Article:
This is where the processes of factorial induction come into play. This theory constitutes a sophisticated formal logic of induction, which foresees all possible permutations and combinations of categorical (and more broadly, conditional) propositions, in various modes of modality, singly and jointly, and by means of clear and persuasive principles foretells the valid inductive (and sometimes deductive) conclusion(s) to be drawn from them. No one has done this work before, or even thought that it ought to be done and tried to do it.
To start with, the ‘elementary’ propositions are identified and listed. Then all their ‘gross compounds’ (that is to say, their consistent combinations in twos, threes, or fours – including elements of either or both polarities) are identified and listed. The oppositions and eductions from these are considered, because these demonstrate that there are sometimes many possible paths of generalization or particularization from a given point of departure. In view of this, the need becomes evident to identify and list all possible ‘integers’ of propositions and their constituent ‘fractions’. The fractions refer to a subset of the subject-class concern, and the integers to the conjunction of such fractions. The advantage of integral formulae over gross compounds being that in the latter overlaps between different subsets cannot be handled, whereas the former leave no ambiguity in the distribution of cases.
Once this preparatory work is done, the ‘factorial analysis’ or ‘factorization’ of gross compounds can be pursued; i.e. we can identify and list the various alternative integers – now called ‘factors’ – that each gross compound can become in different contexts of knowledge. Some gross compounds have only one factor – one possible outcome in terms of integers (sometimes quite unexpectedly) – whereas most gross compounds have many factors. Induction – i.e. here understood in the sense of generalization and particularization processes – is now viewed as a pursuit of integers, consisting of ‘factor selection’ sometimes later corrected by means of ‘formula revision’.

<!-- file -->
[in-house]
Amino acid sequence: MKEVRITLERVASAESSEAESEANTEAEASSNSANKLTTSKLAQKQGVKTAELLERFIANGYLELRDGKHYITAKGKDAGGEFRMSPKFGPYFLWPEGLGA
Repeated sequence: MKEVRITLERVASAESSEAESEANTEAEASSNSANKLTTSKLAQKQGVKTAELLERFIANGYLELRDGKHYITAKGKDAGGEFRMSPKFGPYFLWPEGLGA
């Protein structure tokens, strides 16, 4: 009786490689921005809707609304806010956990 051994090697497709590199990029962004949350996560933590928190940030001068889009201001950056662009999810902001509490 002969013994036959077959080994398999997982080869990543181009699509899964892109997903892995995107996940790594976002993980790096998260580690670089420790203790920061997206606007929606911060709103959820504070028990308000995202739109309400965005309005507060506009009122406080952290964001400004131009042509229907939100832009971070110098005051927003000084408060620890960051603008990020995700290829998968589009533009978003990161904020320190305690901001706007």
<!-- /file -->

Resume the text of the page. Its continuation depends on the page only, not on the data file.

These processes are guided and controlled by a single, universal law of generalization, which states: “in any factor selection, the strongest factor is the one to prefer”. The reason why this law is universal is that when new data appears, the resultant gross compound is changed, and therefore we refer to another row on the table of all possible factorizations to determine the appropriate strongest factor. When for some reason we know more directly that the previous strongest factor is inappropriate – for instance, if it leads to some contradiction – we can simply select the next available factor, since they are classed in order of their ‘strength’, that is how high they go on the scale of generalization. Precise rules of generalization, and thereafter of particularization, can thus be developed. The result is a precise list of valid moods of inductive argument.
This is work as original and revolutionary today as Aristotle’s formalization of the syllogism was in his day. No one claiming to be a logician can reasonably ignore this work and continue business as usual without reference to it. Once one has studied and understood it fully, one’s outlook on human knowledge changes entirely. Its essentially inductive nature is brought home forcefully and irreversibly. It is shocking to observe just how widespread still today is the ‘deductive’ approach to knowledge among logicians and epistemologists. The theory of factorial induction is designed to shatter this mind-set once and for all, and institute a truly ‘inductive’ approach to knowledge.
For more details on factorial induction, see FUTURE LOGIC, PART VI (CHAPTERS 50-59),
See also: FUTURE LOGIC, part VII, Chapter 67, about inductive logic.
And RUMINATIONS, part I, chapter 9, about negation.